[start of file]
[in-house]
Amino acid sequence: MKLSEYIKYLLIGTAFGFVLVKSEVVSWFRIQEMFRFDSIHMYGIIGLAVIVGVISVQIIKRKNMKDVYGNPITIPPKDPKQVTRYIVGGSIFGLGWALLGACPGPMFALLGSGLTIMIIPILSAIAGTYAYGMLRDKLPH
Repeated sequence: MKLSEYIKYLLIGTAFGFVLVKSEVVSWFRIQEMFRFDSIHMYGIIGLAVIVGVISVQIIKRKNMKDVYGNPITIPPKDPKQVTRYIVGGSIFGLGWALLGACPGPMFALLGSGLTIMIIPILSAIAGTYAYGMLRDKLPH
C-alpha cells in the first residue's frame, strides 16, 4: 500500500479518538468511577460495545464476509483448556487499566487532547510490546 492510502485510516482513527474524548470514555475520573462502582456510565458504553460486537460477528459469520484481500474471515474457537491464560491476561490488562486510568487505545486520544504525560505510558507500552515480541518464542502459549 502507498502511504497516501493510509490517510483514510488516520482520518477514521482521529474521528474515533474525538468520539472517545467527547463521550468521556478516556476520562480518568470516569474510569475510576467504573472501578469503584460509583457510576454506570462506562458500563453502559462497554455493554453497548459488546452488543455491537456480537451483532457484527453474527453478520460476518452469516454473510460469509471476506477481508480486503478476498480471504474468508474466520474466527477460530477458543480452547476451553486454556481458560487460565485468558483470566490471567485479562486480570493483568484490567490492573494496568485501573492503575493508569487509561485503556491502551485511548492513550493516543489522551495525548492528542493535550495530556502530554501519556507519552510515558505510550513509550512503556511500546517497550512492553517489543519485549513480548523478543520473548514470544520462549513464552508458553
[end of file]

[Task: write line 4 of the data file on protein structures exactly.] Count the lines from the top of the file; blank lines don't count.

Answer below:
C-alpha cells in the first residue's frame, strides 16, 4: 500500500479518538468511577460495545464476509483448556487499566487532547510490546 492510502485510516482513527474524548470514555475520573462502582456510565458504553460486537460477528459469520484481500474471515474457537491464560491476561490488562486510568487505545486520544504525560505510558507500552515480541518464542502459549 502507498502511504497516501493510509490517510483514510488516520482520518477514521482521529474521528474515533474525538468520539472517545467527547463521550468521556478516556476520562480518568470516569474510569475510576467504573472501578469503584460509583457510576454506570462506562458500563453502559462497554455493554453497548459488546452488543455491537456480537451483532457484527453474527453478520460476518452469516454473510460469509471476506477481508480486503478476498480471504474468508474466520474466527477460530477458543480452547476451553486454556481458560487460565485468558483470566490471567485479562486480570493483568484490567490492573494496568485501573492503575493508569487509561485503556491502551485511548492513550493516543489522551495525548492528542493535550495530556502530554501519556507519552510515558505510550513509550512503556511500546517497550512492553517489543519485549513480548523478543520473548514470544520462549513464552508458553